Journal of Labor Research

, Volume 26, Issue 2, pp 209–239 | Cite as

Unionism and employment conflict resolution: Rethinking collective voice and its consequences

  • David Lewin


IX. Conclusions and Overall Assessment The central proposition advanced by F&M is that the collective voice/response face of unionism more than counterbalances the monopoly face of unionism. Following this reasoning, it may be concluded that union workers would remain unionized and nonunion workers would become unionized. But what if the collective voice/response face of unionism does not more than counterbalance (let alone “dominate”) the monopoly face of unionism? Suppose that, consistent with the evidence presented herein, the exercise of voice in the employment relationship leads to further deterioration of the employment relationship rather than to the effective redress of worker grievances? In this circumstance, existing unions would lose members, and unorganized workers would choose not to become union members. Supposition aside, there is no question that unionization continues to decline sharply. When F&M's book first appeared, about one in five private sector workers belonged to a union; today, less than one in eight private sector workers belongs to a union. But while F&M and, later, Freeman and Rogers (1999), attributed the decline in unionization to employer/management opposition and weak labor law, some of this decline can be attributed to worker resistance. Such resistance may stem, in turn and following F&M, from recognition of the net negative consequences of unionism's monopoly face, but also, and contrary to F&M, from recognition of the net negative consequences of unionism's collective voice/response face. If workers judged unions' voice response face, in particular, grievance procedures, to be effective in redressing worker grievances, more union workers would likely remain union members and more unorganized workers would join unions — even in the “face” of employer opposition. While there is little question that there are widely varying types of real-world employment relationships or that unions are best suited to protecting worker interests in certain of these (usually highly adversarial) relationships, the fact that workers as a whole decreasingly choose to become union members suggests that they do not perceive union voice to be effective in redressing deteriorated employment relationships or to be more effective in this respect than nonunion voice options. Such reasoning is consistent with the picture sketched in this paper — a different picture from that forwarded by F&M — of unionism and grievance procedures as largely reactive, adversarial-oriented mechanisms for dealing with workplace conflict resolution, especially in a pluralist, mixed-motive type of employment relationship.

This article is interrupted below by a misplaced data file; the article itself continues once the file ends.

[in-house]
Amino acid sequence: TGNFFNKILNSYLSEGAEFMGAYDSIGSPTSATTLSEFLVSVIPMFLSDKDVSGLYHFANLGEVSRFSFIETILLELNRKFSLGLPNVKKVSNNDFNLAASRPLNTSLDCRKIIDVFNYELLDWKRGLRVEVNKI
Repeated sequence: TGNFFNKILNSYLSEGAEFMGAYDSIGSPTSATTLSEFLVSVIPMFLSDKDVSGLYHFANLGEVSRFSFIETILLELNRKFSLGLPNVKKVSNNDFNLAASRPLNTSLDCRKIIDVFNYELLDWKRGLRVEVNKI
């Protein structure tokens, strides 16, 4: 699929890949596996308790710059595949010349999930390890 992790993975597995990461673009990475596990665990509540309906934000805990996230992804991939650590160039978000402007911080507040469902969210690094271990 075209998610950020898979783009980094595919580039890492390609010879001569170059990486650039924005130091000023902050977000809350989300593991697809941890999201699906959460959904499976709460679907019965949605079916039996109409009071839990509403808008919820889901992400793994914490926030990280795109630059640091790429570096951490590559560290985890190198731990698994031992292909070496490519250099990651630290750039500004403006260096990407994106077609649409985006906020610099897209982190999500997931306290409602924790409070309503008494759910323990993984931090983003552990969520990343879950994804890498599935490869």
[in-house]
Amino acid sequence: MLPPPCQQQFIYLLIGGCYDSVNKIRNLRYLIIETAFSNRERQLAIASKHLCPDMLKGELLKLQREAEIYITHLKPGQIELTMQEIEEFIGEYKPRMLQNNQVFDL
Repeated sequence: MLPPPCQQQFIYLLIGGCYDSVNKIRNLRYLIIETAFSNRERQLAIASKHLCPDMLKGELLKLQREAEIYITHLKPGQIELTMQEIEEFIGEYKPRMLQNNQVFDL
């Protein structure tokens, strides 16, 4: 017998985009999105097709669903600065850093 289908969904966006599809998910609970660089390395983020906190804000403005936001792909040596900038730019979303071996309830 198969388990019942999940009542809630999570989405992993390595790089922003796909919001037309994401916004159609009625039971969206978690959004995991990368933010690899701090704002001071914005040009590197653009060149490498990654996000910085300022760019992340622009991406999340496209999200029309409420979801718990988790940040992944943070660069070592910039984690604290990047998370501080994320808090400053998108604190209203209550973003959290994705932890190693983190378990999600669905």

Industrial Relation Dispute Resolution Employment Relationship Labor Relation Review Alternative Dispute Resolution 
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© Springer 2005

Authors and Affiliations

  • David Lewin
    • 1
  1. 1.University of CaliforniaLos Angeles

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